To achieve this feat, Scat Pack cars come equipped with the SRT model’s programmable launch control that allows drivers to choose the exact rpm they wish to launch the Challenger from. This is part of Dodge’s Performance Pages that includes programmable shift light and RPM settings for manual equipped cars, acceleration timers, a G-force indicator and real-time engine performance numbers.

Better Steering

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The Scat Pack features a sport mode that allows drivers to customize features like engine response, transmission tuning, traction settings and steering response. For 2015 Dodge has addressed steering wheel precision, a sore point with the previous models, by sharpening the new Challenger’s electric power steering and making it driver adjustable. The changes worked, making the steering feel more precise than before and finally offering some indication of what the front tires are doing. It’s not a great system, but it’s still a big improvement.

SEE ALSO: 2014 Dodge Challenger R/T Shaker Review

As a whole, the Scat Pack is more engaging to drive than last year’s car or the 2015 R/T model. This is mainly due to the high-performance suspension standard on Challenger 6.4-liter Scat Pack and 392 HEMI Scat Pack Shaker. It’s a stepping stone between the performance suspension included with the super track pack that’s available on lesser models and the SRT three stage adjustable suspension. The high performance suspension is noticeably more nimble than the performance suspension around a racetrack and compliments the 6.4-liter engine well. The weight can still be felt in corners, but body roll and the chassis’ cornering balance are much better.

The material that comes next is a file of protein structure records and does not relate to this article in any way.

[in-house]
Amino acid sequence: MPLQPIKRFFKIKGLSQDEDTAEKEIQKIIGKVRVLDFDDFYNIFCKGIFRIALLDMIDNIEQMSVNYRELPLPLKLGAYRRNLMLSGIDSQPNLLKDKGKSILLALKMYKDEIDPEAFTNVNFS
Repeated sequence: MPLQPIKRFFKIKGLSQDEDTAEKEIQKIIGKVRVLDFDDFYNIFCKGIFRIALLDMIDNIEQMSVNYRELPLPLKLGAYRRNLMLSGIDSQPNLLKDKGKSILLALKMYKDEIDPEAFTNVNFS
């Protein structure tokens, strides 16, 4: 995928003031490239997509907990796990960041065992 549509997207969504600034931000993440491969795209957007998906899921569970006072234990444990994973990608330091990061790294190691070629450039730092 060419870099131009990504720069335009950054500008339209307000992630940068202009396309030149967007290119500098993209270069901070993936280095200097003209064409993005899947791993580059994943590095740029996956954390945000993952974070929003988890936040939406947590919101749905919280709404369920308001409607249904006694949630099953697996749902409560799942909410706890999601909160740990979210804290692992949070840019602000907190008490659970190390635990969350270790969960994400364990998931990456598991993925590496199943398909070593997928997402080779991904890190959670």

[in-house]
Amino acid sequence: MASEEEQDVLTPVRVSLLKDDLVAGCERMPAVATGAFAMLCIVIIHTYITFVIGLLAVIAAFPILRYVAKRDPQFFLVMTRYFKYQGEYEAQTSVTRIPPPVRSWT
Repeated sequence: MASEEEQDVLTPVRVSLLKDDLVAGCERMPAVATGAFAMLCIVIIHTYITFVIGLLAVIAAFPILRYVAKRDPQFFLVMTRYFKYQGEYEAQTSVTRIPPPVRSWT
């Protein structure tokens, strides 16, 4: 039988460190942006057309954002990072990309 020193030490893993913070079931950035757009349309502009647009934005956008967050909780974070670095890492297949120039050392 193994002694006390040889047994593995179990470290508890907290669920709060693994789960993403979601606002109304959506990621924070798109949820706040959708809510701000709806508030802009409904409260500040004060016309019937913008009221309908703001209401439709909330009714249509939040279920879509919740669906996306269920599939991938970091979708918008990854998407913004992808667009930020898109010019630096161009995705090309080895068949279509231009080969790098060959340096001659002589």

2015 Dodge Challenger Scat Pack 08It also gets an upgraded Brembo braking system with four-piston front calipers squeezing 14.2-inch rotors. Again, these aren’t quite as powerful as the larger, six-piston calipers found on SRT models, but they are better than the brakes available on regular Challenger R/T models. One item from the SRT model I wish was included with the Scat Pack are the 275 mm with tires instead of the somewhat skinny 245 mm width tires outfitted to our test vehicle.

Inside Overhauled

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Inside the 2015 Challenger’s dimensions haven’t really changed; just a fraction of an inch gained here and a fraction of an inch lost there. The big difference is in the design. Dodge’s stylists spent a lot of time redesigning basically every component inside the car and it shows. The new infotainment screen looks better integrated and all of the HVAC controls now reside in a separate pod protruding from the center console. In front of the driver sits a new steering wheel and 3D retro gauges that look like they were pulled straight from 1971, but are hard to read.

Our car included the optional $1,995 Scat Pack Appearance Group that features, amongst other things, a Bumble Bee rear tail stripe, unique 20-inch black wheels, HID headlamps, Scat Pack logo embroidered seats and the performance steering wheel.

Combined with the driver convenience group, 8.4-inch Uconnect system, leather interior group, technology group and sound group II, our test car came in at $45,465 after destination charges. That’s quite an increase from the 6.4-liter Scat Pack’s base price of $39,490, but still significantly cheaper than a similarly equipped Challenger SRT Hellcat and even below the starting price of the SRT 392.

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The Verdict

That’s what makes the Scat Pack special. It has nearly the same performance as the Challenger SRT 392, arguably more visual appeal, the same kick-ass exhaust note and a cheaper price tag. If it were our own money being plopped down on a Challenger, the Scat Pack would be at the top of the list.

LOVE IT
  • Power
  • Looks
  • Sound
  • Decent price
LEAVE IT
  • Steering stills needs work
  • Tires too skinny